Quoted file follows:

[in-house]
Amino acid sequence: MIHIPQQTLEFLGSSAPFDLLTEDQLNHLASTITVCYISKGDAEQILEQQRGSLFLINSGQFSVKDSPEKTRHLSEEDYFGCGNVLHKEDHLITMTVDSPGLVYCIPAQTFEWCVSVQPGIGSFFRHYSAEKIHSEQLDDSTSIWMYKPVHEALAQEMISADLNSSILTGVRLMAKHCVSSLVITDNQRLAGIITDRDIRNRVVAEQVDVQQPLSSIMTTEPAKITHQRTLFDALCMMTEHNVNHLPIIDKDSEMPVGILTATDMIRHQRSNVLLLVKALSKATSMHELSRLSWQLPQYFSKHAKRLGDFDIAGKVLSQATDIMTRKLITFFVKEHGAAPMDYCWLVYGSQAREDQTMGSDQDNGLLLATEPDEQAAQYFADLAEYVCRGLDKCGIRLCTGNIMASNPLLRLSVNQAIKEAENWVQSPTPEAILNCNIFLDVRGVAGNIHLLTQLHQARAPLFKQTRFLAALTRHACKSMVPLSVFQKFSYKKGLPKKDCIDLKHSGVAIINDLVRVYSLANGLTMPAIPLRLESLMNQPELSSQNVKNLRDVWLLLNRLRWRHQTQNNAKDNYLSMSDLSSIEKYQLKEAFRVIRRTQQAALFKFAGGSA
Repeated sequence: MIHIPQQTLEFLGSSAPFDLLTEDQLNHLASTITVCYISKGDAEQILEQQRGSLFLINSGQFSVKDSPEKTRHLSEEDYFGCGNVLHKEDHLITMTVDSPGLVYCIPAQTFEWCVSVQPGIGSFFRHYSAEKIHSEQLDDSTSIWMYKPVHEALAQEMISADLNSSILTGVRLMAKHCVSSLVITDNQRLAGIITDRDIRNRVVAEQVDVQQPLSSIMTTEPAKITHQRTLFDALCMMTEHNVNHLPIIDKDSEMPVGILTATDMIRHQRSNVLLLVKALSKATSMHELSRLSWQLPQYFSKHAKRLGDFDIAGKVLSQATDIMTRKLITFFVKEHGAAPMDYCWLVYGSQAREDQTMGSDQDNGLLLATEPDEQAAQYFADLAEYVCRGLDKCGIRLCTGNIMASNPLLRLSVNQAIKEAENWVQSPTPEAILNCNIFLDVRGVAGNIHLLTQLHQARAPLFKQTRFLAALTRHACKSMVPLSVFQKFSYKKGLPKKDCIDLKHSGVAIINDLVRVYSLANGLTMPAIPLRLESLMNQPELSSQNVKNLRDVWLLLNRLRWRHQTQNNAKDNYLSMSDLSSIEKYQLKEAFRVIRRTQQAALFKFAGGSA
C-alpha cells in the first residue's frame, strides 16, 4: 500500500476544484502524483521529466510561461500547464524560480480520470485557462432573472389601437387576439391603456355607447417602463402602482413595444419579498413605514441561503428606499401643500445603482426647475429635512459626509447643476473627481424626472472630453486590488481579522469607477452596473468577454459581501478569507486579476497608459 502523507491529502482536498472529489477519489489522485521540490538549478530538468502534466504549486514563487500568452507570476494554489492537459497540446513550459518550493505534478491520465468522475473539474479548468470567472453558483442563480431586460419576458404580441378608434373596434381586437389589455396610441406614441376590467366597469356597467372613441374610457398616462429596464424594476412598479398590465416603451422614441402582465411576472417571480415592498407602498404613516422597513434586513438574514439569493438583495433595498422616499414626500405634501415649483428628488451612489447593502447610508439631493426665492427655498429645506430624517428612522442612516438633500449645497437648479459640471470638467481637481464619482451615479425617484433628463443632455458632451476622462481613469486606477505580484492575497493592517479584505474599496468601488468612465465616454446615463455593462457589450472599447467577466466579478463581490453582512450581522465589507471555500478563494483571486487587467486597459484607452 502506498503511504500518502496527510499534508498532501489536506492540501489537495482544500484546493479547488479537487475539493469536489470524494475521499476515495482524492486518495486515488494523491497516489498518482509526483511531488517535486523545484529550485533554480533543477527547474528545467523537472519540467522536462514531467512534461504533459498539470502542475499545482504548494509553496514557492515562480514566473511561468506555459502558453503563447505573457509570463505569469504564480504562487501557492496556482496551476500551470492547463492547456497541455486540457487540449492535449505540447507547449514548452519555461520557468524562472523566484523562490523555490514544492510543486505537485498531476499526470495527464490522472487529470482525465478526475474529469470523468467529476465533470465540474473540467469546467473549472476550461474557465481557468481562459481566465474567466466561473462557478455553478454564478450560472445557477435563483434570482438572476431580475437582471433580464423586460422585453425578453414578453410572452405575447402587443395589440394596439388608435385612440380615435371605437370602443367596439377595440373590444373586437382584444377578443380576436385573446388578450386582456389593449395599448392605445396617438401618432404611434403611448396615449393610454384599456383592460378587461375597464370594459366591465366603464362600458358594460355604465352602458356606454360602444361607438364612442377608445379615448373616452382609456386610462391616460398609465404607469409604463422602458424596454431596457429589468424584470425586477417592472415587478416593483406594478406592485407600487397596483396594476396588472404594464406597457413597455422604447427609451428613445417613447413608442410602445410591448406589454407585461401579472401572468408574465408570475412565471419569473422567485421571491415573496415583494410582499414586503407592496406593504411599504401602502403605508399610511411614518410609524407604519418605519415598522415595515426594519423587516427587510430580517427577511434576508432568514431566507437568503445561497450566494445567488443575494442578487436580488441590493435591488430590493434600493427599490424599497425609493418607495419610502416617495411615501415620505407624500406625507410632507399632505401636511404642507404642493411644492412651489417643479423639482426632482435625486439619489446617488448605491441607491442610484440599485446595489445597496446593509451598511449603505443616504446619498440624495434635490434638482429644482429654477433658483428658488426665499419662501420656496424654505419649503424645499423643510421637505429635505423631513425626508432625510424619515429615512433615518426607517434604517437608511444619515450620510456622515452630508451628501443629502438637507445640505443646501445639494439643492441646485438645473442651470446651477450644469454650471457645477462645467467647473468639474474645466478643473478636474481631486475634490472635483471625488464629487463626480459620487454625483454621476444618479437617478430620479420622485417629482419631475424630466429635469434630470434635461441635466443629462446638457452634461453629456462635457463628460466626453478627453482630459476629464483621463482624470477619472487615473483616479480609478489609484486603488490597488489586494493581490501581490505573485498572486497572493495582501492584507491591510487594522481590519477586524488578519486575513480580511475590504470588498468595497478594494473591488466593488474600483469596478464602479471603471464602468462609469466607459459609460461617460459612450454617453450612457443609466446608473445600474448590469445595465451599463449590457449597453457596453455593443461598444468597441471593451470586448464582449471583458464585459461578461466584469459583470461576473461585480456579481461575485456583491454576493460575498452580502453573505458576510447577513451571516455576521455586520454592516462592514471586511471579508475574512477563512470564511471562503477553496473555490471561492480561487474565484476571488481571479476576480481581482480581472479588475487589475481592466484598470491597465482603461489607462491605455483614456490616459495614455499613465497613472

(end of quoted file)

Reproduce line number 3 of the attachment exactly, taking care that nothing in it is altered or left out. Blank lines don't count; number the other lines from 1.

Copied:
Repeated sequence: MIHIPQQTLEFLGSSAPFDLLTEDQLNHLASTITVCYISKGDAEQILEQQRGSLFLINSGQFSVKDSPEKTRHLSEEDYFGCGNVLHKEDHLITMTVDSPGLVYCIPAQTFEWCVSVQPGIGSFFRHYSAEKIHSEQLDDSTSIWMYKPVHEALAQEMISADLNSSILTGVRLMAKHCVSSLVITDNQRLAGIITDRDIRNRVVAEQVDVQQPLSSIMTTEPAKITHQRTLFDALCMMTEHNVNHLPIIDKDSEMPVGILTATDMIRHQRSNVLLLVKALSKATSMHELSRLSWQLPQYFSKHAKRLGDFDIAGKVLSQATDIMTRKLITFFVKEHGAAPMDYCWLVYGSQAREDQTMGSDQDNGLLLATEPDEQAAQYFADLAEYVCRGLDKCGIRLCTGNIMASNPLLRLSVNQAIKEAENWVQSPTPEAILNCNIFLDVRGVAGNIHLLTQLHQARAPLFKQTRFLAALTRHACKSMVPLSVFQKFSYKKGLPKKDCIDLKHSGVAIINDLVRVYSLANGLTMPAIPLRLESLMNQPELSSQNVKNLRDVWLLLNRLRWRHQTQNNAKDNYLSMSDLSSIEKYQLKEAFRVIRRTQQAALFKFAGGSA